Past project

Understanding remote access to services (ETHOS)

A qualitative study exploring stakeholder experiences of secondary mental health services during the first 6 months of the Covid-19 pandemic

Project overview

We have a long-term partnership with The Healthcare Improvement Studies (THIS) Institute in Cambridge, supporting the application for funding from the Health foundation in 2018. We are also involved in specific project activity including ETHOS a study carried out in the first few months of the Covid-19 pandemic from April 2020.

We explored experiences of accessing and providing secondary mental healthcare as services moved to mostly remote access provision, using in-depth interviews with mental health service users, carers and frontline practitioners.

We wanted to understand how the pandemic affected the provision of secondary mental health support, and to identify principles for good practice going forwards. 

A consultation with an expert panel of service users and carers refined the project aims and approach. It was decided interviews would be conducted with service users and carers to examine their perspectives on deciding to seek NHS mental health support, and with NHS staff to understand the ethical dilemmas and challenges in provision of care that staff faced during Covid-19. The study was known as ETHOS.  

It was led by Professor Peter Jones and co-ordinated by Dr Elisa Liberati both from the Department of Psychiatry (University of Cambridge).  

Project details

Secondary mental healthcare typically offers continued access to treatment and support.

Changes following the introduction of lockdown measures meant services had to adapt quickly.  

Difficult decisions about prioritisation of care and changes to the way inpatient and community services could operate had to be balanced with multiple priorities, including individual needs and attempts to contain Covid-19 infections.   

As we move forward, attention is turning to what we can learn from these experiences.

This research sought to offer useful insights drawing on views of mental health service users, carers and practitioners.   

We helped recruit both study advisers and participants to ETHOS, and a peer researcher with McPin joined the study team to carry out all the service user interviews using a peer research approach.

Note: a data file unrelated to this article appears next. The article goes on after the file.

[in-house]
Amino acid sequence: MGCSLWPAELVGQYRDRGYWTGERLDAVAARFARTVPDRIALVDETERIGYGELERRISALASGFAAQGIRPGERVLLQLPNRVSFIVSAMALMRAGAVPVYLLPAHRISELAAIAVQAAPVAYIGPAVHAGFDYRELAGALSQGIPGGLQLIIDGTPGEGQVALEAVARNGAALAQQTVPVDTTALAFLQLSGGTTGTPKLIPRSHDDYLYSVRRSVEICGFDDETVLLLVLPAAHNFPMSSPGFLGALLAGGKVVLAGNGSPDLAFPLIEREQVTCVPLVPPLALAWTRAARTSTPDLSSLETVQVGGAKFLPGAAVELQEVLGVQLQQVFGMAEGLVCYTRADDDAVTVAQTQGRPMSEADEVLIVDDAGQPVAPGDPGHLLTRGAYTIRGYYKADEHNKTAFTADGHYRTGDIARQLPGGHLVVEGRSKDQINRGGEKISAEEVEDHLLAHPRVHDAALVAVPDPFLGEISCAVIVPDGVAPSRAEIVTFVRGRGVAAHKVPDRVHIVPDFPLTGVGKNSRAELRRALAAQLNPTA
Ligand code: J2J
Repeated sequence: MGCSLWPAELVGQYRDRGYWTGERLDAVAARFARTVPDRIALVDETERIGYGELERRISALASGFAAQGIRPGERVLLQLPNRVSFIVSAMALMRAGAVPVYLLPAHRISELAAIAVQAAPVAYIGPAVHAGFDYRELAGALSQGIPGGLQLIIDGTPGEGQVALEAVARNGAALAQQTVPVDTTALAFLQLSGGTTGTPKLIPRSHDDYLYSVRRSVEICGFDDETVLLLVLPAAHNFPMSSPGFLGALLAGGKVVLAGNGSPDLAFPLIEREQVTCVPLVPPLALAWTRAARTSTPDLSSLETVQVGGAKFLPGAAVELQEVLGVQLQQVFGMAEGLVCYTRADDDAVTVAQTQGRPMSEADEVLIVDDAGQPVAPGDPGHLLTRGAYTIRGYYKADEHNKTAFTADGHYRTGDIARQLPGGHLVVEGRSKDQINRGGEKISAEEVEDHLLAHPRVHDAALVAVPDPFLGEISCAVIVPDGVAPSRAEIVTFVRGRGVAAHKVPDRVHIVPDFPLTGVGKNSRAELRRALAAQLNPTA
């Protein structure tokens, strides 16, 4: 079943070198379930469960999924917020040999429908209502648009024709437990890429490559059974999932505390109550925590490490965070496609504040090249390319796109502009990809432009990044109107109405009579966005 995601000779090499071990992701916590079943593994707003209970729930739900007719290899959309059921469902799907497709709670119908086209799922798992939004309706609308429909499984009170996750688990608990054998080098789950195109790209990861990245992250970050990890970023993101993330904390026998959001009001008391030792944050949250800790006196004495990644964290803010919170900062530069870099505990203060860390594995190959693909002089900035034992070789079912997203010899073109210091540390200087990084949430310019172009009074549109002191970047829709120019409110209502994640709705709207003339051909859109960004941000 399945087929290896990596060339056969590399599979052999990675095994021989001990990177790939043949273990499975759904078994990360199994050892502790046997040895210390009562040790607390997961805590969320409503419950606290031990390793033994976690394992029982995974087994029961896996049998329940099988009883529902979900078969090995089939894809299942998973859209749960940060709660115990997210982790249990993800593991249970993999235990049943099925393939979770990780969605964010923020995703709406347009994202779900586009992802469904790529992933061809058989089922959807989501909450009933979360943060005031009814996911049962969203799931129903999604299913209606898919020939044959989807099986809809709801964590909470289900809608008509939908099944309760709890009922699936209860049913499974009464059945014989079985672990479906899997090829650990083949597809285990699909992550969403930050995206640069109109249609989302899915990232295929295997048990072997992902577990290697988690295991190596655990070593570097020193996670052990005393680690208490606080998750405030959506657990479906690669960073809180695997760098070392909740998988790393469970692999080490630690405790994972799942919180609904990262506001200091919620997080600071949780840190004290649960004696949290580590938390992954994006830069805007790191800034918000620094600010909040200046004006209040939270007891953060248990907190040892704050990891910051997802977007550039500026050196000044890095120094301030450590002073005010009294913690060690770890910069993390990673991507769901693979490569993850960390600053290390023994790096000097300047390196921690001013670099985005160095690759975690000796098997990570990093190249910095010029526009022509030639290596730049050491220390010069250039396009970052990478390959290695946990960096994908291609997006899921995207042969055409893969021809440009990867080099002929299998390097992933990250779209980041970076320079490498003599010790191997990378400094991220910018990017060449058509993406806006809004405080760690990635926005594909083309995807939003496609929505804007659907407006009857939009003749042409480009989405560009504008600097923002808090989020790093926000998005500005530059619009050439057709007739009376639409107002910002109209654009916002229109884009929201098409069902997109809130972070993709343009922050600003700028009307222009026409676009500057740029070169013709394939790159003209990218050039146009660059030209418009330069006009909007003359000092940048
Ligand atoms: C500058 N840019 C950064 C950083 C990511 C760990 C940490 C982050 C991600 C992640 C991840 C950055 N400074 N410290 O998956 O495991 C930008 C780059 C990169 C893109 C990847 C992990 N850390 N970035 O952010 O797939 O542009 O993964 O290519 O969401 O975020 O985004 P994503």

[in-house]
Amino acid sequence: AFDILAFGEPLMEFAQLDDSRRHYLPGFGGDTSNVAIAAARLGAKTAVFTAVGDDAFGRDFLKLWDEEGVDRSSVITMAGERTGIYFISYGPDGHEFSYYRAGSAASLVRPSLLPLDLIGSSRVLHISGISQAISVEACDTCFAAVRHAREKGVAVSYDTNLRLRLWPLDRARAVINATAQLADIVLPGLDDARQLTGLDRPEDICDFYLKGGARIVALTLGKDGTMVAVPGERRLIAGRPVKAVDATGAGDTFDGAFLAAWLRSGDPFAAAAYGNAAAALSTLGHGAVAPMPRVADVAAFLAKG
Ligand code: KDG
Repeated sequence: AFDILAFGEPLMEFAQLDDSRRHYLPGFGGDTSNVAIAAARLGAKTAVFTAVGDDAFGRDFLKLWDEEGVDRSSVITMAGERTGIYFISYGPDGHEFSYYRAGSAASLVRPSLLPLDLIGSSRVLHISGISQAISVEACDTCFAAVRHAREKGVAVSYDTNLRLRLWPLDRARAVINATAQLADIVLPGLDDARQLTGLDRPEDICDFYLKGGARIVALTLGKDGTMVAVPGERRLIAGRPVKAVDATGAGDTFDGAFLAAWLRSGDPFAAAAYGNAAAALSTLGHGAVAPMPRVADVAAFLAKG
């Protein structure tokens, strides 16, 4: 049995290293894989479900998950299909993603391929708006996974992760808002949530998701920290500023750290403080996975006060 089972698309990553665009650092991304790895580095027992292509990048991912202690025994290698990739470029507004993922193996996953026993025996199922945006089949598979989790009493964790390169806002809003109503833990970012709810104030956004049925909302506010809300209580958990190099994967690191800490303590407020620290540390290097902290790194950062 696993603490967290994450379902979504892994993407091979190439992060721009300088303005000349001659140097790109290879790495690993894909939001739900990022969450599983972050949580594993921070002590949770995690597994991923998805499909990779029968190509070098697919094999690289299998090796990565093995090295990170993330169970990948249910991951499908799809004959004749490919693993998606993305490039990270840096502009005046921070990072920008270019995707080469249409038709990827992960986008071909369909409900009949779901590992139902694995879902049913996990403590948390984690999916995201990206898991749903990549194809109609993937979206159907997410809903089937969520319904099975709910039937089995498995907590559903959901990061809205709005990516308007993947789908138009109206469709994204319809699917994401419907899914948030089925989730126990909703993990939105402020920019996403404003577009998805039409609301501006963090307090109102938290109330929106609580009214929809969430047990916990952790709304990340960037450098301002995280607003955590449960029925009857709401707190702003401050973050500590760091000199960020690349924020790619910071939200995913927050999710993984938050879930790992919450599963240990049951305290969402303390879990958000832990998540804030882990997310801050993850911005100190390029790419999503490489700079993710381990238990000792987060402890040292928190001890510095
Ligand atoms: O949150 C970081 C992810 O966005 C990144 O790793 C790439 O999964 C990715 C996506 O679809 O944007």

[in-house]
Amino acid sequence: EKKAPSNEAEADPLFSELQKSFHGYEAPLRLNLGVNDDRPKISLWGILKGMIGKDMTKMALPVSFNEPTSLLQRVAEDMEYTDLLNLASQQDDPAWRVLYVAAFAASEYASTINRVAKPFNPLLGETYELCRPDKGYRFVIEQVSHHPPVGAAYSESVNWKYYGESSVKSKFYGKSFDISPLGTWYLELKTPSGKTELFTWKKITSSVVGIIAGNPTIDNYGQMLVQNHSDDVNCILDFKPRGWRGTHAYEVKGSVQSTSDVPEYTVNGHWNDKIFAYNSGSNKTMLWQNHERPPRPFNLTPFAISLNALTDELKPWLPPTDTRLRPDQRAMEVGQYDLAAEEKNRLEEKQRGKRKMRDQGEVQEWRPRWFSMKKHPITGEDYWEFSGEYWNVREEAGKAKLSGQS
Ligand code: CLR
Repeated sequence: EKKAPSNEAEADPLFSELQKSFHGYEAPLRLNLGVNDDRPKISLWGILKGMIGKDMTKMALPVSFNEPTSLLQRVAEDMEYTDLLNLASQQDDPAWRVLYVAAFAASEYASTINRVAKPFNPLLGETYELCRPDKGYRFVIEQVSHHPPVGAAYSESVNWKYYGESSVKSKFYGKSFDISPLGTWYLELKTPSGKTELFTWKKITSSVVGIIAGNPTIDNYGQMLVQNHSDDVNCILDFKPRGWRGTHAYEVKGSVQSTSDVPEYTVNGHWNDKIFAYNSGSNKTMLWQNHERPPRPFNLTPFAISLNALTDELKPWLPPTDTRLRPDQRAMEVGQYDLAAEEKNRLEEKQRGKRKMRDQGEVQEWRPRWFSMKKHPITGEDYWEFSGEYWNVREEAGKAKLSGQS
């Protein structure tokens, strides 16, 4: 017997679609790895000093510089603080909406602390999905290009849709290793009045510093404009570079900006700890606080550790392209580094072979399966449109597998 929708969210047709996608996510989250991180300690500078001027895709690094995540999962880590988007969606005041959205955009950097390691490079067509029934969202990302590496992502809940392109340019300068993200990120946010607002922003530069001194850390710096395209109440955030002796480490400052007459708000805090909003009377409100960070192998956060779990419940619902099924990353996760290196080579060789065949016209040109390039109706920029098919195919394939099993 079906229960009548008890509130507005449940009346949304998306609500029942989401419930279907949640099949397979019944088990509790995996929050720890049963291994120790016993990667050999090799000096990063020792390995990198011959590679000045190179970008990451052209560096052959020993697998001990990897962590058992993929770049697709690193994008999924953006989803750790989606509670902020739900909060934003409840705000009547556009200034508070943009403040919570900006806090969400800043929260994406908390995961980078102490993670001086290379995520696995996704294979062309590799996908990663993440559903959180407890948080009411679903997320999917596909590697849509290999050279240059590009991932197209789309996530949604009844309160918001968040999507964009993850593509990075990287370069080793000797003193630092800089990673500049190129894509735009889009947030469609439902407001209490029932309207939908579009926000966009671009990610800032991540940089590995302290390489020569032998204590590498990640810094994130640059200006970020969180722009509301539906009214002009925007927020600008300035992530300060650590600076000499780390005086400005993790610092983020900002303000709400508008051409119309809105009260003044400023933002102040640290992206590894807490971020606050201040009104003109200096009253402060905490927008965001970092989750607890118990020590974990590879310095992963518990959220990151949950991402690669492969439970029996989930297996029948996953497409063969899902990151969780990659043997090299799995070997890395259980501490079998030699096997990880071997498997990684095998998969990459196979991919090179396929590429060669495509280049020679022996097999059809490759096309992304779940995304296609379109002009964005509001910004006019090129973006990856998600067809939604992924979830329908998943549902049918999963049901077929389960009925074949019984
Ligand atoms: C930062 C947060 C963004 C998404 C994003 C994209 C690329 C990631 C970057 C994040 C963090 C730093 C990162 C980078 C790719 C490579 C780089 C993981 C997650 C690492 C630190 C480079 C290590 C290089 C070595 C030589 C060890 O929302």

Ten people with lived experience of using mental health services or caring for someone with mental health difficulties were advisers on the project, including young people.

By attending meetings with researchers, they helped shape the project from the start, ensuring the research questions were relevant to service users and carers, and the methods proposed were appropriate. 

ETHOS was conducted using peer research methods: all the service user interviews were conducted by a McPin researcher drawing on their own experiences of accessing mental health services.

The peer researcher also worked with the THIS Institute team on the analysis and write-up of the findings for the service user data, as well as inputting for the carer and practitioner analysis.

This study is now complete and three peer review papers have been published.

We are currently working on a second study with the team called PHILM. This is looking at physical health among people with ongoing mental health needs. 

You can find more information on our findings in the study papers: 

  • Our first peer reviewed paper explores service users, carers and practitioners of remote access mental healthcare during the first months of Covid-19. 
  • Our second peer reviewed paper explores mental health practitioner experiences of providing support during first months of Covid-19. 
  • Our third paper looks at access and candidacy for secondary mental healthcare services. 

You can also read a peer researcher’s perspective in our mental healthcare and Covid blog:

“At a time when services were needed most, the onus was on us to find other ways to access support” 

For further queries about service user involvement, please email [email protected] 

Work with us

We are always excited to hear from others who want to collaborate on mental health research. From delivering peer research to helping you with public involvement strategies and providing training, get in touch to chat.